I have wondered for several years now, how I would feel when today arrived – the tenth anniversary of the attacks of September 11th. I pondered what my thoughts would be; where I would be and with whom. What kind of force created by sentimentality and nostalgia would occur, connecting me with emotions and events I rarely speak about – not necessarily because I dislike speaking about it, but because I enjoy listening to the experiences of others…that combined with the delicate fact that my experience is relatable to a select few of photojournalists who, like me, walked through the dust and debris that day ten years ago.

When I awoke this morning, I sat at the kitchen table sipping the cup of coffee my sweetie made for me, still wondering how I felt. I was entirely unprepared for how quickly the tears came when we started talking about the arrival of today and the significance of the anniversary.

I found myself wondering aloud to Mike about the people that I photographed that day…where they are, who they are with and how they are marking this day. Where is Daisy, who lost her sister Batilda? Where is Michelle, who lost her husband of two months who worked for Cantor Fitzgerald? Where is Karrah, possibly the most photographed woman during the days following 9.11 as she tirelessly kept every candle lit at the Union Square memorial? Where is the firefighter from Ladder 21 who lost his brother, also a firefighter? Where is the man I photographed taping two missing person’s posters up outside of Bellevue Hospital – posters of his mother AND his father? So caught in my own tears for his loss, I could not speak to him to ask him his name. Where is the single firefighter I saw rescued that day? Where are all the doctors and nurses that I met and photographed at the triage station in the Staten Island Ferry terminal, all waiting and waiting to treat the injured that never arrived.

Most of all I wonder where Sophia is. Sophia’s husband, a Port Authority police officer was killed on 9.11. She miscarried their baby due to the stress. From Latin America and without family or many friends, she was utterly alone as her parents were denied visas into the country to come help her. I met, photographed and sat and cried with Sophia as she rocked in a rocking chair in a small, dim, quiet room. Sitting and crying with her in that room was the only thing I had to give her, which a decade later still feels an inadequate gesture for the gift she gave me of trusting me to tell her story and capture her image at such a moment in her life. Did Sophia eventually return to her native country in Latin America or did she decide to stay in New York? Did she find love again? Is she a mother now? Am I sure that I want to know?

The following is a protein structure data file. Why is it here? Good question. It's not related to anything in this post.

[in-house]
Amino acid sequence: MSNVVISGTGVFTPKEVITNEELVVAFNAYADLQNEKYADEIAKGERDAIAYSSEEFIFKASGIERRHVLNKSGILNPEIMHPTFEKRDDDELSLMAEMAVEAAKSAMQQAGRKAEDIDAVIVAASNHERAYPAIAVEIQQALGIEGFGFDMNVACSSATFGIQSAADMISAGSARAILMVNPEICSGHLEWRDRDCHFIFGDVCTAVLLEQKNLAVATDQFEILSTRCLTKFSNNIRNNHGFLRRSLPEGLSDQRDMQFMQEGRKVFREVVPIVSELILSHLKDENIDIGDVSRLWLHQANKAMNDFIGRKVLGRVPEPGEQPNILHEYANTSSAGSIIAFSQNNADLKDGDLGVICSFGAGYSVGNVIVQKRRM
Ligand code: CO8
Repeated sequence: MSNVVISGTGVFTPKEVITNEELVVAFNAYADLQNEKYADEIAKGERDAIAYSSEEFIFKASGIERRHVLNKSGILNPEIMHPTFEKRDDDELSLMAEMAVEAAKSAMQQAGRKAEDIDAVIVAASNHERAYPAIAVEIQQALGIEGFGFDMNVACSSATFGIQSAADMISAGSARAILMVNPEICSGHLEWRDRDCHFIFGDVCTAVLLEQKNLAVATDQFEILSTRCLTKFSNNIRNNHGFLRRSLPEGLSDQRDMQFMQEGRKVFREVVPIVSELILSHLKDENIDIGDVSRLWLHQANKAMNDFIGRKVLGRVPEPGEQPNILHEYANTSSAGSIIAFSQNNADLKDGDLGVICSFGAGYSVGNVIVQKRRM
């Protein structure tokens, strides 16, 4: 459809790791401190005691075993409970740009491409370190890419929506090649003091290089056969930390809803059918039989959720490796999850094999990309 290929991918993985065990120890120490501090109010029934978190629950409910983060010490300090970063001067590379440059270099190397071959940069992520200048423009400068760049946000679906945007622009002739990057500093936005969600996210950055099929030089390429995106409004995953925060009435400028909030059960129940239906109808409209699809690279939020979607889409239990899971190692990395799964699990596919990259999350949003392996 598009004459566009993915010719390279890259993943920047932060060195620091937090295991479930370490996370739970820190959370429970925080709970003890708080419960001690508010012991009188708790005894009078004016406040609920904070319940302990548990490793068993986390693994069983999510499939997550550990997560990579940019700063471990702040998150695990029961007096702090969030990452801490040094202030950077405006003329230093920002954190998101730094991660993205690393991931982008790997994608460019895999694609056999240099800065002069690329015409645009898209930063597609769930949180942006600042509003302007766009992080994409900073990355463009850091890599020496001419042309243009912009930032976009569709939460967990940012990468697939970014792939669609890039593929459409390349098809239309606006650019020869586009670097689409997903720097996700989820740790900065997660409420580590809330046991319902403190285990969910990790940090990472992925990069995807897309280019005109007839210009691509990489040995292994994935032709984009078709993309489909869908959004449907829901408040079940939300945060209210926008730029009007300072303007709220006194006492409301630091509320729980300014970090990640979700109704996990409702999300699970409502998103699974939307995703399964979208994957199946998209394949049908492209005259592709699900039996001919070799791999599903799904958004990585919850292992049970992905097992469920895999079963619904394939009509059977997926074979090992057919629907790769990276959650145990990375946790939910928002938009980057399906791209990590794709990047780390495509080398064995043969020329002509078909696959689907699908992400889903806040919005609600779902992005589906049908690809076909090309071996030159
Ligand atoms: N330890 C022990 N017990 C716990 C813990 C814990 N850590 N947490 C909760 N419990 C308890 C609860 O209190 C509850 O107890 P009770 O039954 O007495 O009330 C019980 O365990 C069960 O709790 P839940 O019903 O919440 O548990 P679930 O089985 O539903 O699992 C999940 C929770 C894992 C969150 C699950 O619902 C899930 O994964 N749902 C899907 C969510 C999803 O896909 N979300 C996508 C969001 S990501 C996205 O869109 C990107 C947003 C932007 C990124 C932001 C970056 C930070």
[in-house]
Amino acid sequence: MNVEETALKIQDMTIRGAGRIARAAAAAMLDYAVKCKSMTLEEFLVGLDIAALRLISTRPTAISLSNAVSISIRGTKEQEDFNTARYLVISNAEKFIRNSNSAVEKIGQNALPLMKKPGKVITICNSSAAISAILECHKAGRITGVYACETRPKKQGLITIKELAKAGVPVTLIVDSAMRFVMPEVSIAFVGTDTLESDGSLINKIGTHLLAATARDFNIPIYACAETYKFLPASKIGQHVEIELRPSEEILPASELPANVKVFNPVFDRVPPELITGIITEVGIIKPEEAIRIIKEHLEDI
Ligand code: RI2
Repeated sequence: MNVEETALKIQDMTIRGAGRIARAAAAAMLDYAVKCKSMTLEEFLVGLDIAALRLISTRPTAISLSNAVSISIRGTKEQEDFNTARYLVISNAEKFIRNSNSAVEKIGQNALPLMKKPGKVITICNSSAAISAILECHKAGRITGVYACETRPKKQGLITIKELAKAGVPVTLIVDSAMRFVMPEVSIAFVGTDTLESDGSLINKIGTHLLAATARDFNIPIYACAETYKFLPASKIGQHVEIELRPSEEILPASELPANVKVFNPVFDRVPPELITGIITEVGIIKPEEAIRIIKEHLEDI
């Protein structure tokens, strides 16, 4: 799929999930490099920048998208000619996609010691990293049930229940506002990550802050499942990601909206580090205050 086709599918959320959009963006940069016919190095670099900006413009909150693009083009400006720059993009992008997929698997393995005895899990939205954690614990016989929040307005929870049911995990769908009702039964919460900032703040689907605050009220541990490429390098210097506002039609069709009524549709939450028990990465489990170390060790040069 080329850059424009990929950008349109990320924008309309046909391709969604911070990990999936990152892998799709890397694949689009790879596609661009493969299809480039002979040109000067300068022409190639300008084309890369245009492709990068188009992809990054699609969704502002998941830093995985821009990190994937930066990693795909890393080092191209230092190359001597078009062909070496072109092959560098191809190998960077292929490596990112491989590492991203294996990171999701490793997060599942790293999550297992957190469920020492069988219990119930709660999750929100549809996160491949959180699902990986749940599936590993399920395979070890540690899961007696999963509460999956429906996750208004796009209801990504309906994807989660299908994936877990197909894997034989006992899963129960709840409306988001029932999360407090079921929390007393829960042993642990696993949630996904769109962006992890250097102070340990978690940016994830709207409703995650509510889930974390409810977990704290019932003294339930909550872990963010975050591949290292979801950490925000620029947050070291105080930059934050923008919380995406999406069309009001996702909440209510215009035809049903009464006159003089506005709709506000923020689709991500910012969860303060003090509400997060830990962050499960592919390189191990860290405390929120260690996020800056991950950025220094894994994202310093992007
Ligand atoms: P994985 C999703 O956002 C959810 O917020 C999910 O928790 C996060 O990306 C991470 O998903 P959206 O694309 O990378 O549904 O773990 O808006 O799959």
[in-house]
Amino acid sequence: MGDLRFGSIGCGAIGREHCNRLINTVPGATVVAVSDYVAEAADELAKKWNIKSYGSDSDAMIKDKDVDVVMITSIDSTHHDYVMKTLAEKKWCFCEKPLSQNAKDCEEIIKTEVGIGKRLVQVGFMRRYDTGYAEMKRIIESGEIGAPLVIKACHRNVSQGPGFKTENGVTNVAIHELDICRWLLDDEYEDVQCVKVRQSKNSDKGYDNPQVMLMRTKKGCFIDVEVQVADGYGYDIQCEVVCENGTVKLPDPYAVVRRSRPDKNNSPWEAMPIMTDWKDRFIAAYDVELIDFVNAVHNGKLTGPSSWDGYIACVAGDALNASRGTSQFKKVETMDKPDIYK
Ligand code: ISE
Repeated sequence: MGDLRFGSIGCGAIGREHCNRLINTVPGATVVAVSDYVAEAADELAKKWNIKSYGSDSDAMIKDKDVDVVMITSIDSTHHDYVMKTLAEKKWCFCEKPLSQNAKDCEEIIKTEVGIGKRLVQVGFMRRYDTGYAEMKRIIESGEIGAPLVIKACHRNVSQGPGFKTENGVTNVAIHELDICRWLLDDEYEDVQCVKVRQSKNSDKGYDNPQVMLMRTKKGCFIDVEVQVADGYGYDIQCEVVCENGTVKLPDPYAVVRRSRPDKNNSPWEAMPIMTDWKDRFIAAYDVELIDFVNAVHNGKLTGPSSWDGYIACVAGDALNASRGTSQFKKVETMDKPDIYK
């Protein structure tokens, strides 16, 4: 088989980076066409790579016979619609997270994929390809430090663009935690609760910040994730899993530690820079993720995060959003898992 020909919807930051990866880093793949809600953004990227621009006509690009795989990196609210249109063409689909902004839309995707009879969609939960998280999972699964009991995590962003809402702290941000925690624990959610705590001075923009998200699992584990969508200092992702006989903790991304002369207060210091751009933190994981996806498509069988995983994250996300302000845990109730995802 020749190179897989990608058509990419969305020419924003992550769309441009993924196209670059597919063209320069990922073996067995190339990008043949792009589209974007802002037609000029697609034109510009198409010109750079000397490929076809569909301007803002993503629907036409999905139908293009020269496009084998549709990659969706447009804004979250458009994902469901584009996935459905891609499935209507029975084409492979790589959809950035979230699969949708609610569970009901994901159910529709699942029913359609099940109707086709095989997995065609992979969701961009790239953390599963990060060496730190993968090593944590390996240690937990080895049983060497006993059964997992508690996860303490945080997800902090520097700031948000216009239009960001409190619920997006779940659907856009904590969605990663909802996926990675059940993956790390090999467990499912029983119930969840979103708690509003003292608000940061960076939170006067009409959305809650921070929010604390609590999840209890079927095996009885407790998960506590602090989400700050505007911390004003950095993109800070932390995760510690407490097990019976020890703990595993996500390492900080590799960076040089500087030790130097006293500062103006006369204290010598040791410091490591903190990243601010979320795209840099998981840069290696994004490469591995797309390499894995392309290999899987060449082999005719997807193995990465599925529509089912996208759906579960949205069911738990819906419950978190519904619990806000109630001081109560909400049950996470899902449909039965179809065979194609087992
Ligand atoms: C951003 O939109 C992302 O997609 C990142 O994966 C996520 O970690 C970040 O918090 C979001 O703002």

I shared with my sweetie a quote that I have carried with me for years, since the beginning of my career. I found that today I have a much deeper understanding and connection to the words.

“Sometimes the price is heartbreak. There are people you carry around in your heart for the rest of your life, and some of their stories are sad beyond tears.” –  Cathy Newman, ‘Women Photographers at National Geographic’

I do carry the people I have photographed around with me. I cherish and protect them and I don’t speak of them often. Maybe because the person they were in the moment our paths crossed is so delicate. Maybe it is because of the vulnerability we experienced together that I protect that momentary version of them.

I will continue to carry these people. I will bring them with me through my life, in what may be a strange and feeble attempt to spread the heavy load we were given through the events of that day and to stay connected to others who saw what I saw, smelled what I smelled, heard what I heard.

In memoriam.